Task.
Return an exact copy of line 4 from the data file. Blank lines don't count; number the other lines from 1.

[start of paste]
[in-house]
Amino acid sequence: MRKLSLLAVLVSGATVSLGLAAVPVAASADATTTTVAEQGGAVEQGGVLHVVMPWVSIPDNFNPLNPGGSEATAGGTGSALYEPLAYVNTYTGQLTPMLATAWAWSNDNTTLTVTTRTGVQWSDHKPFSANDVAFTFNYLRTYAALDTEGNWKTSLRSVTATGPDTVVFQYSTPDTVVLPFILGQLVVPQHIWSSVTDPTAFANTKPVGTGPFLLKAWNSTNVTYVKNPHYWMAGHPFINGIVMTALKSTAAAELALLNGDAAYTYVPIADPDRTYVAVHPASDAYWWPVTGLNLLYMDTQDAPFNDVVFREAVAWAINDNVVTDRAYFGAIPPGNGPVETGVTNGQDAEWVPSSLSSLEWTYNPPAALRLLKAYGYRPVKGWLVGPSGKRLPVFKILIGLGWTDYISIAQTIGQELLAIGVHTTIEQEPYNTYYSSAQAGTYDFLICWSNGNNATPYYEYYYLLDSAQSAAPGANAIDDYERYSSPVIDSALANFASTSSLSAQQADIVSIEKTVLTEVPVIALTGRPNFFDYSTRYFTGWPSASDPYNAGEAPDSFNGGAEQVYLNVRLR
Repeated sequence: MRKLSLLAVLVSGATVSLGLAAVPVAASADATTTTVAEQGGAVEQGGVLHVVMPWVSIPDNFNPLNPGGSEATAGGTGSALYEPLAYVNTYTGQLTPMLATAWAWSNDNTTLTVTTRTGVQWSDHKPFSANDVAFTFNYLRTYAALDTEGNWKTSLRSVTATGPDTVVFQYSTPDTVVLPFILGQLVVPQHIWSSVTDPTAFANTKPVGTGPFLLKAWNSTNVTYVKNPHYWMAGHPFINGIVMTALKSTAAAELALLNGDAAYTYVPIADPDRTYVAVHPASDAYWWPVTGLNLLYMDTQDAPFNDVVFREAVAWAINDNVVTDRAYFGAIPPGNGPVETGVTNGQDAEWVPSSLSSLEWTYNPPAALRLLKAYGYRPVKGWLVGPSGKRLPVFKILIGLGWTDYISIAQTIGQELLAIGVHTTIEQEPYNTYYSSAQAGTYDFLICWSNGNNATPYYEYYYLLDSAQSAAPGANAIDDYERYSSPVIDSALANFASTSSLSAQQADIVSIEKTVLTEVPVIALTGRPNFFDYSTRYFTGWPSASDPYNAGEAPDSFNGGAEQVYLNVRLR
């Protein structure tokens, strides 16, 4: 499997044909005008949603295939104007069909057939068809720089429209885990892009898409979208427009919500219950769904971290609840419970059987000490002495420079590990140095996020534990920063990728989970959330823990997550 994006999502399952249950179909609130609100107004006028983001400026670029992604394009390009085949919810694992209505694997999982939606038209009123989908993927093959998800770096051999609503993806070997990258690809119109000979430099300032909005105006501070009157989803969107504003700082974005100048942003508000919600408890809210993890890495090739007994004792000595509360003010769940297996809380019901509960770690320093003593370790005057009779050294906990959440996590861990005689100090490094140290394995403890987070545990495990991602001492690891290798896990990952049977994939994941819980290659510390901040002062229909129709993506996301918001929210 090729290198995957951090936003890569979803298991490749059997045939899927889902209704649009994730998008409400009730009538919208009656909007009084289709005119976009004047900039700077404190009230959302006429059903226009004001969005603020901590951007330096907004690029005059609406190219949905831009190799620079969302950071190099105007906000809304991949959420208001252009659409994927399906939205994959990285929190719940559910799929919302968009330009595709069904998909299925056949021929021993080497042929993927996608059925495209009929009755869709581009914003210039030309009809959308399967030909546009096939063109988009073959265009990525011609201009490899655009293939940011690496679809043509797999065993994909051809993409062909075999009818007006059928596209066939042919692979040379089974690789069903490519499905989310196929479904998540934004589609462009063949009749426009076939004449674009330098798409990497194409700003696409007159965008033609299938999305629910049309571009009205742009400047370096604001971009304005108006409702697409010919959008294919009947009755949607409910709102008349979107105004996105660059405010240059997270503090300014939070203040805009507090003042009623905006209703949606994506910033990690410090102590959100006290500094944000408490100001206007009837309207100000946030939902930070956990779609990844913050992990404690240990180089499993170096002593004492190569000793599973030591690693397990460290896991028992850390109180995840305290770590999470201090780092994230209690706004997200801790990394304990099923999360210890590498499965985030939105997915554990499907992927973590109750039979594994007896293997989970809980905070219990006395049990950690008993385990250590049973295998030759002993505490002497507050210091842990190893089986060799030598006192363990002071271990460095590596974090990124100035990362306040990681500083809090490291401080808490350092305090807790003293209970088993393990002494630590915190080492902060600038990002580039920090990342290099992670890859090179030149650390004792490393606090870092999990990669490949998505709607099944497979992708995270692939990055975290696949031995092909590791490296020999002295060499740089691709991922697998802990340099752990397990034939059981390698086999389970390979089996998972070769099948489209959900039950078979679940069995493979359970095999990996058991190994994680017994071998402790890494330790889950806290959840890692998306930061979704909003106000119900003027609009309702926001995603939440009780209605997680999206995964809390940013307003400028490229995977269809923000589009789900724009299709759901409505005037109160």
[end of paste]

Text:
């Protein structure tokens, strides 16, 4: 499997044909005008949603295939104007069909057939068809720089429209885990892009898409979208427009919500219950769904971290609840419970059987000490002495420079590990140095996020534990920063990728989970959330823990997550 994006999502399952249950179909609130609100107004006028983001400026670029992604394009390009085949919810694992209505694997999982939606038209009123989908993927093959998800770096051999609503993806070997990258690809119109000979430099300032909005105006501070009157989803969107504003700082974005100048942003508000919600408890809210993890890495090739007994004792000595509360003010769940297996809380019901509960770690320093003593370790005057009779050294906990959440996590861990005689100090490094140290394995403890987070545990495990991602001492690891290798896990990952049977994939994941819980290659510390901040002062229909129709993506996301918001929210 090729290198995957951090936003890569979803298991490749059997045939899927889902209704649009994730998008409400009730009538919208009656909007009084289709005119976009004047900039700077404190009230959302006429059903226009004001969005603020901590951007330096907004690029005059609406190219949905831009190799620079969302950071190099105007906000809304991949959420208001252009659409994927399906939205994959990285929190719940559910799929919302968009330009595709069904998909299925056949021929021993080497042929993927996608059925495209009929009755869709581009914003210039030309009809959308399967030909546009096939063109988009073959265009990525011609201009490899655009293939940011690496679809043509797999065993994909051809993409062909075999009818007006059928596209066939042919692979040379089974690789069903490519499905989310196929479904998540934004589609462009063949009749426009076939004449674009330098798409990497194409700003696409007159965008033609299938999305629910049309571009009205742009400047370096604001971009304005108006409702697409010919959008294919009947009755949607409910709102008349979107105004996105660059405010240059997270503090300014939070203040805009507090003042009623905006209703949606994506910033990690410090102590959100006290500094944000408490100001206007009837309207100000946030939902930070956990779609990844913050992990404690240990180089499993170096002593004492190569000793599973030591690693397990460290896991028992850390109180995840305290770590999470201090780092994230209690706004997200801790990394304990099923999360210890590498499965985030939105997915554990499907992927973590109750039979594994007896293997989970809980905070219990006395049990950690008993385990250590049973295998030759002993505490002497507050210091842990190893089986060799030598006192363990002071271990460095590596974090990124100035990362306040990681500083809090490291401080808490350092305090807790003293209970088993393990002494630590915190080492902060600038990002580039920090990342290099992670890859090179030149650390004792490393606090870092999990990669490949998505709607099944497979992708995270692939990055975290696949031995092909590791490296020999002295060499740089691709991922697998802990340099752990397990034939059981390698086999389970390979089996998972070769099948489209959900039950078979679940069995493979359970095999990996058991190994994680017994071998402790890494330790889950806290959840890692998306930061979704909003106000119900003027609009309702926001995603939440009780209605997680999206995964809390940013307003400028490229995977269809923000589009789900724009299709759901409505005037109160």